From Orville Redenbacher to Marie Callender, from Wendy's to Mrs. Fields, there are plenty of food brands out there that took their names from a real-life person. Some were named after their founder (or their founder's relatives), others were named after celebrities who let their name be licensed, but every brand named after a person reflects a unique success story, one of the American dream fulfilled.
While navigating the supermarket aisle, we're confronted with brand name after brand name. Some we recognize but don't purchase, others we're fiercely loyal to and buy without giving a second thought, others we've never even heard of. While some brands, like Nabisco, obviously got their names based on a brainstorm session (National Biscuit Company was probably pretty easy to think of, and to shorten), others, like Hormel and Keebler, are a bit more mysterious. Who was this Mr. Hormel, and what did he do to make his name nearly synonymous with processed meat?
It turns out that the vast majority of brands named after real people are -- of course -- named after the company's founder. But each of these founders has a unique and oftentimes fascinating story. Take Orville Redenbacher, for example. Beginning at age 12, he spent decades perfecting a hybrid popping corn that popped up light and fluffy. Once he nailed it, it gave rise to a huge company. Other large companies are named after people with only a tangential connection to the brand, like Wendy's, which was named after a nickname for founder Dave Thomas' daughter, Melinda Lou. And if you thought that Duncan Hines' claim to fame was the invention of instant cake mix, then we suggest you check out the 1935 book that made him a household name, Adventures in Good Eating, which had nothing to do with cake mix and everything to do with great restaurants.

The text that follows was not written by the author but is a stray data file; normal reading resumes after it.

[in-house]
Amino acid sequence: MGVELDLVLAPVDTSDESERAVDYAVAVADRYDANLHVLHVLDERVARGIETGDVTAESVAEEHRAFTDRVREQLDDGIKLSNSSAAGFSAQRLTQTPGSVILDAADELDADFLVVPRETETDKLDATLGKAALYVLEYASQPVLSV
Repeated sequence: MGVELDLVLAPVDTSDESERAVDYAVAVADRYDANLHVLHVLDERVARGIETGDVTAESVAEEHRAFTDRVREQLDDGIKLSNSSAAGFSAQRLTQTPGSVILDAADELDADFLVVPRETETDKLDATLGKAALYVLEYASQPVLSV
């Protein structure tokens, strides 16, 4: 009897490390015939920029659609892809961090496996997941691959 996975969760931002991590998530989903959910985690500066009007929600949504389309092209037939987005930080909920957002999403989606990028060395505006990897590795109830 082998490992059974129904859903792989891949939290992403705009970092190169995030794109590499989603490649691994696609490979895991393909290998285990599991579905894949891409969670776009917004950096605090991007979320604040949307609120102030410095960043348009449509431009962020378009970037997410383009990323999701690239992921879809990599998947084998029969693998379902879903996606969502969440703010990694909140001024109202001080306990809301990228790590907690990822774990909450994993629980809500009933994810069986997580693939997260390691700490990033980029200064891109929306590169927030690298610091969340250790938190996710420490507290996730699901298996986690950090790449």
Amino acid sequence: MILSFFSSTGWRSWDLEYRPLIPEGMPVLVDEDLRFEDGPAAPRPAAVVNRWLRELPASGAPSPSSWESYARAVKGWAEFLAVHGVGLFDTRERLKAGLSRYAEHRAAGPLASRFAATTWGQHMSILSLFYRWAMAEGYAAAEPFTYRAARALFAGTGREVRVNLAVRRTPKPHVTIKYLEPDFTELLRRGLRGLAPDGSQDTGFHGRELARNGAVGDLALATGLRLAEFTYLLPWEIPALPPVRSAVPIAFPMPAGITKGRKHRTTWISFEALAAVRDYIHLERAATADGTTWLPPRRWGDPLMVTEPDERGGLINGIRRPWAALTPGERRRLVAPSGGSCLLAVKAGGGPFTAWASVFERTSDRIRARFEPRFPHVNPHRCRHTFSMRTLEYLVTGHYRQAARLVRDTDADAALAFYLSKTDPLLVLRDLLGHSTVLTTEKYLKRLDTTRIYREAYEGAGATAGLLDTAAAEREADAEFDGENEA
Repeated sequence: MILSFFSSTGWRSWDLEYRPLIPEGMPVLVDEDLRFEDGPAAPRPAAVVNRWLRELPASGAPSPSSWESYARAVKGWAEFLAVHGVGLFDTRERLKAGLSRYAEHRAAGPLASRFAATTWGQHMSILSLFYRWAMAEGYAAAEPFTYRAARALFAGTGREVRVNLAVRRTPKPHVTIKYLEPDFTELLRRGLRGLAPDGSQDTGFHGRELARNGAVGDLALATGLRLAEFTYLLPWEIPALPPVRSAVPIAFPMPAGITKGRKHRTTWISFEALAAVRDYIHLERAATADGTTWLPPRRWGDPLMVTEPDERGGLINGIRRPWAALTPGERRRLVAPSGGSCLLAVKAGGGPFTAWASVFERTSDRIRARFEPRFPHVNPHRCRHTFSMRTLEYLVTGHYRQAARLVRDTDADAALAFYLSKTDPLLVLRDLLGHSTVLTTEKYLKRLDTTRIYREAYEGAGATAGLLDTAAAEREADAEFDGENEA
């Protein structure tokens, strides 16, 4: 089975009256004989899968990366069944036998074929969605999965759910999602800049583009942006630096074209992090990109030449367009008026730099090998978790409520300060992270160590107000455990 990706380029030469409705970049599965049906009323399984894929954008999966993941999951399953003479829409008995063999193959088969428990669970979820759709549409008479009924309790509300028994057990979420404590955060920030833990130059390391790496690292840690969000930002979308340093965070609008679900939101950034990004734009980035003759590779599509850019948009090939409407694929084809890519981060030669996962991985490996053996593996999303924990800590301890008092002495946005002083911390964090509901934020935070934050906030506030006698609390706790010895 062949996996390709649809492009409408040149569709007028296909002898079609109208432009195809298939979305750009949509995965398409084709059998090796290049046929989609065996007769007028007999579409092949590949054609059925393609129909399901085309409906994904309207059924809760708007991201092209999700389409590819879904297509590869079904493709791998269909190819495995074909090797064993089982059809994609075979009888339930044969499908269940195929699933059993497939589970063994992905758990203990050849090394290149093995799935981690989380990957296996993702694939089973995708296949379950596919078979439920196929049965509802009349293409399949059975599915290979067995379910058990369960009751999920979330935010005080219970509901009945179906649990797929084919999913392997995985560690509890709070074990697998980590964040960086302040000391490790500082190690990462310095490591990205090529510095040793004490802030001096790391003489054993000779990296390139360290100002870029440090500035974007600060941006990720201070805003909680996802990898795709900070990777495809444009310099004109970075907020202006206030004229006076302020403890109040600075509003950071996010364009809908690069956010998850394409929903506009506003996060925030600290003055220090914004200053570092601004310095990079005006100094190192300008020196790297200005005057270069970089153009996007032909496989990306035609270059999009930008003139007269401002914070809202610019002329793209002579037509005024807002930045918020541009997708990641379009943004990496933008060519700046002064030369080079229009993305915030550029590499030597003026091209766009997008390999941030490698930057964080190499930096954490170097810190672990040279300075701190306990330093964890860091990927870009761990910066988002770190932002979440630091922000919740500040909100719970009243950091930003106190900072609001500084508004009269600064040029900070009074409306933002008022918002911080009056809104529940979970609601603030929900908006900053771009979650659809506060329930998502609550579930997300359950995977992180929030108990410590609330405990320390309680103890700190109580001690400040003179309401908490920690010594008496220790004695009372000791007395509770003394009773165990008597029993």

-Dan Myers, The Daily Meal